by Ralph Greco, Jr.
An Audiophile’s Philosophical Approach
As we march ever onward with a breath of hope from the recent shutdown maybe we can exchange or at least balance Zoom business meetings with in-person conference-room strategizing over bagels and coffee. Forgoing masks in our mad rush out the door while grabbing keys, wallet, and cell phone, it’s simply getting out and about in the sunshine, fresh air and take to sharing smiles across a hedgerow. Every now and again I find myself considering or should I say pining, for things denied me not only this past year but that which I surely let fall from my orbit.
Indeed, I’m not for self-flagellating myself too harshly, especially in-light of trying to face the anything-but our new normal, but we’re all responsible for letting our already-atrophied brains flump a little bit too lazily over the past decade. From having our GPS’s leads us by algorithms, using GIFS instead of words, engaging in consistent Amazon Prime sprees, and allowing people to walk onto airplanes with all manner of different critters (and ones as big as a mini horse!) claiming they are service animals, we have not been the best examples of the naked ape we can be.
Sociologists, theologians, and politicians all can bandy about the detrimental effects of the insidious encroachment of digital, our need for ever-more convenient conveniences, and the self-isolation we were well enjoying and making a matter of course even before COVID-19’s ‘social distancing’ protocol. Except for those whose work is already home based, or they travel long distances to and from work and they got more work done at home, the focus of the matter is that for any number of us…well, we might have been letting particular details slip by, and enjoying the atrophy.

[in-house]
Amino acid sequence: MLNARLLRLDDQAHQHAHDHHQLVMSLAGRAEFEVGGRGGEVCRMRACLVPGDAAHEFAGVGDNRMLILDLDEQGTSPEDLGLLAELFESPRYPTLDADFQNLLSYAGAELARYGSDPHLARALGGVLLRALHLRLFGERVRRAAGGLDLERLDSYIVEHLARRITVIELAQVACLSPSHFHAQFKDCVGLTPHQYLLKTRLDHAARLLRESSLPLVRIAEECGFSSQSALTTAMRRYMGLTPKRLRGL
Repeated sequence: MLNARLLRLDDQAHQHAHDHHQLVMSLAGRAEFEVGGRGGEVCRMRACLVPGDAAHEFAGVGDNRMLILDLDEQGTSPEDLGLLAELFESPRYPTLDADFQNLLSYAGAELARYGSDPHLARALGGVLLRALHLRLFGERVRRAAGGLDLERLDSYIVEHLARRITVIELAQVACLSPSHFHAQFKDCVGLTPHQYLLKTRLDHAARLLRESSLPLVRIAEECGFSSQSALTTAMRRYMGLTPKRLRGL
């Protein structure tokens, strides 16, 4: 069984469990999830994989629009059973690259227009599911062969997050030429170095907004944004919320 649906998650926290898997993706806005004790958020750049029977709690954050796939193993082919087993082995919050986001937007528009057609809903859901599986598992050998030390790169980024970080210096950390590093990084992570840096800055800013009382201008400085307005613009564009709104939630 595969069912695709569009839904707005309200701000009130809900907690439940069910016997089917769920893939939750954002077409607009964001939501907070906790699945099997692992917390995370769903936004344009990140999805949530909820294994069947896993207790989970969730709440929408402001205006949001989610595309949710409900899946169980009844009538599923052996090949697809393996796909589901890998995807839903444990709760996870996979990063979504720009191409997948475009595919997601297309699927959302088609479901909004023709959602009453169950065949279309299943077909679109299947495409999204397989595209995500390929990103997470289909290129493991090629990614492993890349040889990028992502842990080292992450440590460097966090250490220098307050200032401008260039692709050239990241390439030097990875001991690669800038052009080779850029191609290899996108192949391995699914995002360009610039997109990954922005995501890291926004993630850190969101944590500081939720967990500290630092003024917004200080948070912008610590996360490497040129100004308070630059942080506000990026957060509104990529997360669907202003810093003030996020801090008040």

Still, in my attempt to not only to curtail my ennui from the last year and what I fear I had fallen into even before, juxtaposed to the fact that two U.S. Record Store Days just past in a blink of the eye, I decided to go back to my vinyl. And as much comfort, to relive my past, to hear what I want to hear the way I need to hear it, I have yet again come to realize, as I have always known, that records are better.
I am not, nor have I ever been, a casual music listener. First, I have been a professional musician/songwriter for the past 40 years. Second, through the other half of my professional life, I write for a slew of music and entertainment websites and publications. Through this professional access, I had had the pleasure to interview the makers of the classic rock music I love, have been granted early listening to the new music they are producing (yes, they are still ‘out there’ making music), and have been humbled by ‘comp’ access to plenty of live shows, back when there were plenty of live shows. So, I do know of what I speak.
You can trust me when I say records are better.
I offer this, “Music has a richer, textured, better sound coming off a vinyl record than CD or streaming.”
The term ‘better,’ though, is a subjective call. Yes, I think the sheer richness of the sound I detect coming from a record warms my cockles in the way digital never will (and what are we without warm cockles, really?) And as I write this, there is yet another new technology (Spatial Audio) being applied to album ‘remixing,’ a subject alone that could inform column after column. But what I hear is not what you are going to necessarily hear; not better or worse, just different.